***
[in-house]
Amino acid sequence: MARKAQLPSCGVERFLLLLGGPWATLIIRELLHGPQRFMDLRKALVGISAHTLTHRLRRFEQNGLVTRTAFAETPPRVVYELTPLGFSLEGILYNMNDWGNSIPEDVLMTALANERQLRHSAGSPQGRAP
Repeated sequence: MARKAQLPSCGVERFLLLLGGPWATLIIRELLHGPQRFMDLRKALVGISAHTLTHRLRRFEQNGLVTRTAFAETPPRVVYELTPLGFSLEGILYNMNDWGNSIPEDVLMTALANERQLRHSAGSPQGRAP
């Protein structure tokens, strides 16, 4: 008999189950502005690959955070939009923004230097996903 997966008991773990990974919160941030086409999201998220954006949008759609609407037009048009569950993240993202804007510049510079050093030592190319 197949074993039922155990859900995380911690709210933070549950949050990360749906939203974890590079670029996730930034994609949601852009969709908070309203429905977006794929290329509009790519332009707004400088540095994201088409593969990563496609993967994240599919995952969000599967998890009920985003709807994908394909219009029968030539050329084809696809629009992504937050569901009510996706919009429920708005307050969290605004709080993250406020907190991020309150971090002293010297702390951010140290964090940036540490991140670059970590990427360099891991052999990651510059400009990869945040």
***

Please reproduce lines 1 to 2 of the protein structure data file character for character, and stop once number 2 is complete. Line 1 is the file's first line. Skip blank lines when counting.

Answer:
[in-house]
Amino acid sequence: MARKAQLPSCGVERFLLLLGGPWATLIIRELLHGPQRFMDLRKALVGISAHTLTHRLRRFEQNGLVTRTAFAETPPRVVYELTPLGFSLEGILYNMNDWGNSIPEDVLMTALANERQLRHSAGSPQGRAP